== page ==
From drinking beer out of martini glasses to offering up ritual prayers, Seahawks fans follow all sorts of routines to bring about a win.
If the Seahawks fall behind the Atlanta Falcons on Sunday, Derek Tsuchida and the employees at Time Out Sports Bar in Kirkland have a foolproof way to save the game.
They will crack open a Lucille IPA, pour it into a martini glass and down the drink.
“Some people have a rally cap for baseball,” Tsuchida, a software developer for Microsoft, said. “This is our rally drink.”
- Pursuit of big-money contract comes at a cost for Seahawks QB Russell Wilson
- Ticket prices soar, then drop for World Cup
- As Puget Sound sweats, few air conditioners are cooling us down
- Whitest big county in the U.S.? It’s us
- Kent family mourns loss of father, two sons in Father’s Day weekend crash
Most Read Stories
Football fans across the state are sure their game-time rituals are responsible for the Seahawks getting to the second round of the playoffs. From special talismans to recording the entire game and watching it all during the fourth quarter, fans send a lot of luck to the team every week.
Some, like Ian Cornett, send barbecue offerings to the gods — and his stomach — to bring favor on his team.
Blake Snyder puts a lot of faith in his Seahawks jersey, hat and custom-made shoes. If the Seahawks are playing poorly, the hat comes off and — just like that — the team’s problems are solved. Most important, the aspiring sports journalist cannot talk during a close game or a fourth down.
“I try to get inside the coaches’ heads,” Snyder said.
Superstitions have long had a place in sports. If a baseball pitcher appears headed for a no-hitter, he sits by himself when he’s not on the mound. The other players avoid him, not wanting to break his streak.
Football stars worry that having their picture on the latest cover of EA Sports’ video game “Madden NFL” will doom them to a terrible year. But middle linebacker Brian Urlacher of the Chicago Bears has found a way around that: Before each game, he eats exactly two chocolate-chip cookies.
Mark Olsen, owner of the fan website Seahawks.net, has seen a lot of superstitions described on his website. Posts about team injuries are taboo. When one person wrote about how lucky the team had been to have avoided injuries, there was a huge outcry on the site. And — wouldn’t you know it? — the next week, Chris Clemons suffered a season-ending knee injury.
For Olsen, though, it’s all about getting himself and his wife, a Miami Dolphins fan, fired up for the game.
“I really honestly think fans themselves, whether by a pregame ritual or going and screaming at the game, we feel we have a place in this franchise,” Olsen, who works in IT in his other life, said. “The players feel it, the team feels it.”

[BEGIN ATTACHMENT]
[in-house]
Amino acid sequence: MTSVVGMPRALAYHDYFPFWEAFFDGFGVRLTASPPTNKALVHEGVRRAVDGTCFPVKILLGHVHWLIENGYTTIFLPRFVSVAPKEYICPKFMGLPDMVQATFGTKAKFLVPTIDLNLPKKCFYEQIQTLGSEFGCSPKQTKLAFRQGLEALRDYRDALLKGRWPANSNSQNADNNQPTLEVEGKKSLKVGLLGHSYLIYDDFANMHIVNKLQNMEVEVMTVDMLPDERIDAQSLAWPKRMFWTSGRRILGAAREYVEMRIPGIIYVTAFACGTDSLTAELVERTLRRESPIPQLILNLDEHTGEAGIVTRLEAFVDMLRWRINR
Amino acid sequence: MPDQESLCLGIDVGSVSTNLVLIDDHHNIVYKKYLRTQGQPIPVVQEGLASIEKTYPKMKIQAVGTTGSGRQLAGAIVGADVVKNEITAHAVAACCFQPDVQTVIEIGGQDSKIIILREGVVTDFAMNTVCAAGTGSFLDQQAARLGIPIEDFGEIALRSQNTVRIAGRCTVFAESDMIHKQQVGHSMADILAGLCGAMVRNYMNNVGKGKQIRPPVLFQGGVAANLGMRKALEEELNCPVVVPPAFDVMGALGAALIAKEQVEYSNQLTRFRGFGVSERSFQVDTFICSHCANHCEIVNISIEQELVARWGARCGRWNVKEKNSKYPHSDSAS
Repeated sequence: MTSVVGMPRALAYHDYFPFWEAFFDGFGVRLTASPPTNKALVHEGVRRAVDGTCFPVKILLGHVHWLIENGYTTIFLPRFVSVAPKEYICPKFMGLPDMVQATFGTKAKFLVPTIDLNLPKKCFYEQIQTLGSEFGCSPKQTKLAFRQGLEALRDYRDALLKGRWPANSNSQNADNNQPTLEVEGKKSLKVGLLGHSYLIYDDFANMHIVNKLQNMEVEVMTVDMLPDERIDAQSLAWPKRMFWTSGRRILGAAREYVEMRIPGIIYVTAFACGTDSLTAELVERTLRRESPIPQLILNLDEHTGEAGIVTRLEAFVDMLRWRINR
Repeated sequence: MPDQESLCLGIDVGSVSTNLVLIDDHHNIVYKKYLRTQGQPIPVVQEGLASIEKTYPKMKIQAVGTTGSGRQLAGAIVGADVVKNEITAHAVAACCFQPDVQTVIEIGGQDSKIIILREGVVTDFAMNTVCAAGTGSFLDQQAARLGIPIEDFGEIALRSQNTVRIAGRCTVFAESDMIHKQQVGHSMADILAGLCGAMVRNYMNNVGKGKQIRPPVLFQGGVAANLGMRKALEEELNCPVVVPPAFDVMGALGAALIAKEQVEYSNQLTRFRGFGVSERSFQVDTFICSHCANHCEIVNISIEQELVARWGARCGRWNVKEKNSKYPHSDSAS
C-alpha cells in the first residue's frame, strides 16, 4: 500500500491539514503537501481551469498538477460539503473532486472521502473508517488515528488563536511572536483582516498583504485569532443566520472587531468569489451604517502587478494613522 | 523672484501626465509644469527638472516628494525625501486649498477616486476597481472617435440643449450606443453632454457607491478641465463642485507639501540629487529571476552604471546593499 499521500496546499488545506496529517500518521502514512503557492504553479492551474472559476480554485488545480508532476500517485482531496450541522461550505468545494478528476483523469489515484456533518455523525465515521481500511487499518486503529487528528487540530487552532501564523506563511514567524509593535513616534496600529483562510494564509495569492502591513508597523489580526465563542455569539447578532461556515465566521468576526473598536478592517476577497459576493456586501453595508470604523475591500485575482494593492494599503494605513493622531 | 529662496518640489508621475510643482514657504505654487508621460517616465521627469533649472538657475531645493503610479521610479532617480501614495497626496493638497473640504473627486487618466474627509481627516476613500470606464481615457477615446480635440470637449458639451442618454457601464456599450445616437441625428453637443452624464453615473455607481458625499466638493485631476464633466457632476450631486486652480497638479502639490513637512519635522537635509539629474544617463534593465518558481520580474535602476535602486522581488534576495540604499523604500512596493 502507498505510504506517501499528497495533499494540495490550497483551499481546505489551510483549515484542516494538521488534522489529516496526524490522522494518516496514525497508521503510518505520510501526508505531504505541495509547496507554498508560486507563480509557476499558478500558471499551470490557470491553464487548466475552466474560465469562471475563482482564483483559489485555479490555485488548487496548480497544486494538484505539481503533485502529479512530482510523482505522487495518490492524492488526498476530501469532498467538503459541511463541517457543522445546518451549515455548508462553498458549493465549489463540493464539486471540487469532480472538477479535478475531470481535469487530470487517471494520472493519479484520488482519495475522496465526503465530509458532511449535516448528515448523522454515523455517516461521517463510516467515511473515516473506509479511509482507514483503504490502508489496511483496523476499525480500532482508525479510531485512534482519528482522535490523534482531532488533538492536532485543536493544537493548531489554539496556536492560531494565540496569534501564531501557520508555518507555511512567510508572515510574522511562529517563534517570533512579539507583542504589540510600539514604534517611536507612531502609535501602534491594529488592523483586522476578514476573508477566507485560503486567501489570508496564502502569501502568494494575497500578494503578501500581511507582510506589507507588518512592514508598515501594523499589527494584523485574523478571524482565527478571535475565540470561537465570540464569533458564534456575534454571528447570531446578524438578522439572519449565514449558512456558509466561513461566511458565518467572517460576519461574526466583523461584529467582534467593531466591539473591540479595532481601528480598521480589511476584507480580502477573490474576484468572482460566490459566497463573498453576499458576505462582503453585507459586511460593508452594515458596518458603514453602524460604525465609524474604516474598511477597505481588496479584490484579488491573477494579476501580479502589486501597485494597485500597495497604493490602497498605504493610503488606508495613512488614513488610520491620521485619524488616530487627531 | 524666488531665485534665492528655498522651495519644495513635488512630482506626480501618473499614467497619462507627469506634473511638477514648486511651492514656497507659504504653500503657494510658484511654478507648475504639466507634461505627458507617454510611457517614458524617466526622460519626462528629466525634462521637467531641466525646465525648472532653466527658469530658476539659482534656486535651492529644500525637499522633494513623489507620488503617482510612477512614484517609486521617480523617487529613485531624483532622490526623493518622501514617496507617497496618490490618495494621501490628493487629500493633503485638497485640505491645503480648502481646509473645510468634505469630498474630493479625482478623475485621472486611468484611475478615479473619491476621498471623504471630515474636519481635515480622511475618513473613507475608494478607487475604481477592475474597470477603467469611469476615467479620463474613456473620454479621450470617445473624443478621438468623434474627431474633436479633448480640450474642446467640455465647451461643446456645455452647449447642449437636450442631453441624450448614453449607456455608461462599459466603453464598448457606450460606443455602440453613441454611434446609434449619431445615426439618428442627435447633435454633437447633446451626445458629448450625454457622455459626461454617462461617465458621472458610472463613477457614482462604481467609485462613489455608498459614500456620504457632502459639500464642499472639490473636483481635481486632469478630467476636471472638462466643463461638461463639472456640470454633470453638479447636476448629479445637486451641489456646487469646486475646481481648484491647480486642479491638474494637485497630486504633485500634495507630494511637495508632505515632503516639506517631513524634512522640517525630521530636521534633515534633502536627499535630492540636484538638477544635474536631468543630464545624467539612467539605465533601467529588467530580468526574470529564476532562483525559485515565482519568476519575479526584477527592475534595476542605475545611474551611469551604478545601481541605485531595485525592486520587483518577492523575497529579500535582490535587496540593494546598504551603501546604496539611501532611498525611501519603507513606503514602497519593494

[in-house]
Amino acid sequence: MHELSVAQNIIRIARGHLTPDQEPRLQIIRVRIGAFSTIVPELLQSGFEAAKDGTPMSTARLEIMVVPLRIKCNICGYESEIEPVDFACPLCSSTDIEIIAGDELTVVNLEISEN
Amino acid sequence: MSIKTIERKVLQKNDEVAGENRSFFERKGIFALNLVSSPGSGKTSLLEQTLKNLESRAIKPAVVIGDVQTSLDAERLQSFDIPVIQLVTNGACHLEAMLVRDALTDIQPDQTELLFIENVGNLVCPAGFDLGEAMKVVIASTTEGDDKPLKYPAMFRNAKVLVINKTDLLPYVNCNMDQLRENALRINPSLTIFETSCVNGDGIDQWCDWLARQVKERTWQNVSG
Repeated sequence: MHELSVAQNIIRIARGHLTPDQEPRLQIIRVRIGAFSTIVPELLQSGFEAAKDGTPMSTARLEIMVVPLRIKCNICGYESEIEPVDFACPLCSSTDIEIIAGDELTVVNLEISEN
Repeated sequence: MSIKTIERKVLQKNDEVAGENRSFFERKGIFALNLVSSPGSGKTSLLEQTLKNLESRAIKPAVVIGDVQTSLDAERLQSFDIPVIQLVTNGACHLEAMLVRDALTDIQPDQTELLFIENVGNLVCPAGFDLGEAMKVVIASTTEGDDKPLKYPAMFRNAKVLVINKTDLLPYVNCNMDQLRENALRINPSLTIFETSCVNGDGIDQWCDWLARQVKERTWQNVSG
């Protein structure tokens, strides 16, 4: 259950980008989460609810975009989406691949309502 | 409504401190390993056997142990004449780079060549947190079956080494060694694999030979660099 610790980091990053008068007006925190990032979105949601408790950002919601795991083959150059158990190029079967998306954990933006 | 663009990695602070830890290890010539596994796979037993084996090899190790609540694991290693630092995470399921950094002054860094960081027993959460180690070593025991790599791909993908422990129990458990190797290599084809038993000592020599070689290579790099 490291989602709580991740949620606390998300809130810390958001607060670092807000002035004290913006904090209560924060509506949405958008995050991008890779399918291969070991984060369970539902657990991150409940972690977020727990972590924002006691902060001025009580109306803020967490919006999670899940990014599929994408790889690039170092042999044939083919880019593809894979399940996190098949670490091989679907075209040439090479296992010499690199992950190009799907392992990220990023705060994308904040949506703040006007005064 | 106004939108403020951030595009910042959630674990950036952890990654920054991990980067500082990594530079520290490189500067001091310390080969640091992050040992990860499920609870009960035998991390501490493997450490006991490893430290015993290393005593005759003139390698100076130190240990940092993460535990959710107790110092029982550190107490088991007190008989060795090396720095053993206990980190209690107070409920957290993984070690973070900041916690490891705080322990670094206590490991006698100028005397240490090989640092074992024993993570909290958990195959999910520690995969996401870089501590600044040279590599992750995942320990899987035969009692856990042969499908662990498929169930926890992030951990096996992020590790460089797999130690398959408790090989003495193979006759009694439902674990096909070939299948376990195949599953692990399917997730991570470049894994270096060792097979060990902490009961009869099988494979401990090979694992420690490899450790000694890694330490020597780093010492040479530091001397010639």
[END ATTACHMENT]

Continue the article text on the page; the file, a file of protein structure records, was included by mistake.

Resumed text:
No tradition may be more sacred than Pete Hanning’s tailgate group. For 15 years, these tailgaters have grilled their burgers and drunk their beer together. The gathering grew from a few guys at the Kingdome, suffered through two years at Husky Stadium, and now has more than 100 members at CenturyLink Field.
About 45 minutes before each game, Hanning, part owner of Red Door bar and restaurant in Fremont, passes a hand-carved mahogany staff around the crowd before reading a pregame prayer.
Hanning got his love for the Seahawks and his talent for preaching from his father, a minister who moved his Sunday service from 11 a.m. to 10 a.m. this week so he could be home to watch the end of the game.
The prayers “bring hope, they bring camaraderie, they focus on if there are certain things important to call attention to,” Hanning said. “That’s the whole idea of what a prayer is, to focus a group effort on a sole purpose.”
Hanning’s tailgaters take their superstitions seriously.
One member used to wear a Koren Robinson jersey. When the former first-round pick was released for reportedly violating NFL substance-abuse policy, the tailgater, disgraced, was asked to leave the gathering for the day and his offending Robinson jersey was taken off, set on fire and then doused with a ritual beer offering to the football gods.
The tailgater was not allowed to regain possession of the charred jersey, which had been tossed into the back of a pickup, until Robinson returned to the team four years later.
But the centerpiece of the tailgate is the annual Mud Bone, an award presented to the year’s best tailgater. The winner must attend every tailgate, whether they have season tickets to the games or not. They must offer up the most creative tailgate food which, in the past, has included fresh, homemade doughnuts and gourmet-ham sandwiches soaked in Grand Marnier.
Most important, the winner must be willing to take responsibility for selecting the following year’s Mud Bone winner.
Longtime beer distributor and tailgater Kenny Wright said he doesn’t know if the tailgate brings the team luck, but it is certainly important.
“We haven’t always been as fortunate,” Wright said. “But fate is always there, and as the great hawk flies from the sea, we are there as the 12th Man and we are there every week.”
Sarah Freishtat: email@example.com or 206-464-2373.